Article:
I think that the reduced touring in 96 enabled them to rest after BB and has obviously resulted in a creative refreshening of sorts, at least in terms of songwriting. A good thing for any band, and resultingly, for us appreciators. -Sam Rosenbaum
For all y'all joining me on tour for the Tinley Park show in Illinois, keep your eye out for me- I'll be the girl with the biggest smile in the world on her face that day.....I don't know of any other way to ring in my 20th birthday {DOB 8/8/77} than with Phish and 20,000 some of the greatest people in the world. It's gonna be one long birthday celebration from Illinois through Maine... So look for me- I'm the one known as :)littleblondesmilingone:) -Sarah J. Van Cleve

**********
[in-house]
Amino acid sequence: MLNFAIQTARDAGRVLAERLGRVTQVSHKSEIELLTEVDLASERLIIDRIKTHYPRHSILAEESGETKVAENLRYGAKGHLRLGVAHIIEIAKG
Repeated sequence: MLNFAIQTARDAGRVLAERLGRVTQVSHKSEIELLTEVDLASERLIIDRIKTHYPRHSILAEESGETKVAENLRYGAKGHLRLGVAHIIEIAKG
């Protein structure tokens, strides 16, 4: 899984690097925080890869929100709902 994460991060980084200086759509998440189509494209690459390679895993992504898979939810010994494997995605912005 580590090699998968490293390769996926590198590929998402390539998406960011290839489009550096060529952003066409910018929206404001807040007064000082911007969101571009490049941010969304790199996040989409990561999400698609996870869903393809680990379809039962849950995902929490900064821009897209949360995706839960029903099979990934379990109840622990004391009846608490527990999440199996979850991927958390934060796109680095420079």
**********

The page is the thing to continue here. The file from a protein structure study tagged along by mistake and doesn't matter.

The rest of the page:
I have listened to phish for four years but not until recently have I been a diehard phan. Monday at the Royal Albert was my third show. I went with three of my best friends and that night became one of the most moving and emotional experiences of my life. The way the band can evoke such a range of emotions during one show is amazing. I can't wait for the next show. Riles, Tubbs, and Cohrs, I love you guys -guido